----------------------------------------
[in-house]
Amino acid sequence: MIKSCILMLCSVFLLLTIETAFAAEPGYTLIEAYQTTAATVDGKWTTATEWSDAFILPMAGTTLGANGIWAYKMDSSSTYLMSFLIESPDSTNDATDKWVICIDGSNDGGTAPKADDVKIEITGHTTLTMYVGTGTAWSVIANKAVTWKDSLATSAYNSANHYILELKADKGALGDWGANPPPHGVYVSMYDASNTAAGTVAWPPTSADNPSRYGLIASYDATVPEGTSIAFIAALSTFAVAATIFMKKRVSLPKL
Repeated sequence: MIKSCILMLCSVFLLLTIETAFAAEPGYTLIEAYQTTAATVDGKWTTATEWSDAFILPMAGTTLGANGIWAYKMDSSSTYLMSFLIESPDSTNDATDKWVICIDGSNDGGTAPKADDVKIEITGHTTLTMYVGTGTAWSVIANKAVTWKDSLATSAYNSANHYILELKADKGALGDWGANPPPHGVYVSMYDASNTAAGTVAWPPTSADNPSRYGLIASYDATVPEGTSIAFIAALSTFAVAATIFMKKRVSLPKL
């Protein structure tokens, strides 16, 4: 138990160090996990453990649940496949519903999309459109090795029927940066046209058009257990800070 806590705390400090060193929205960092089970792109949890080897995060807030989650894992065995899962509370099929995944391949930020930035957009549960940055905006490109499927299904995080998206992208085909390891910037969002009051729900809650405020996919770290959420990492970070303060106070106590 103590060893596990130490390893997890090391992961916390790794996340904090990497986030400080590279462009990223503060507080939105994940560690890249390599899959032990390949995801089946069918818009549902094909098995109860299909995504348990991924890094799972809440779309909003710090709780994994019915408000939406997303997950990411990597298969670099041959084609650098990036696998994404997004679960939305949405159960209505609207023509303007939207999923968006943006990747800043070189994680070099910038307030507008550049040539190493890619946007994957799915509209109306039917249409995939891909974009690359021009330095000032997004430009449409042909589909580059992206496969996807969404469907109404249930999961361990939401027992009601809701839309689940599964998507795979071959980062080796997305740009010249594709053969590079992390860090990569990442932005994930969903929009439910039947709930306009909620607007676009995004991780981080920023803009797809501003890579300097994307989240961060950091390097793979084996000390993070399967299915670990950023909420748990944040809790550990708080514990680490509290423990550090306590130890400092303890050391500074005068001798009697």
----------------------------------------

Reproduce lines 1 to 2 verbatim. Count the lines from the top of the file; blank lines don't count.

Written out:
[in-house]
Amino acid sequence: MIKSCILMLCSVFLLLTIETAFAAEPGYTLIEAYQTTAATVDGKWTTATEWSDAFILPMAGTTLGANGIWAYKMDSSSTYLMSFLIESPDSTNDATDKWVICIDGSNDGGTAPKADDVKIEITGHTTLTMYVGTGTAWSVIANKAVTWKDSLATSAYNSANHYILELKADKGALGDWGANPPPHGVYVSMYDASNTAAGTVAWPPTSADNPSRYGLIASYDATVPEGTSIAFIAALSTFAVAATIFMKKRVSLPKL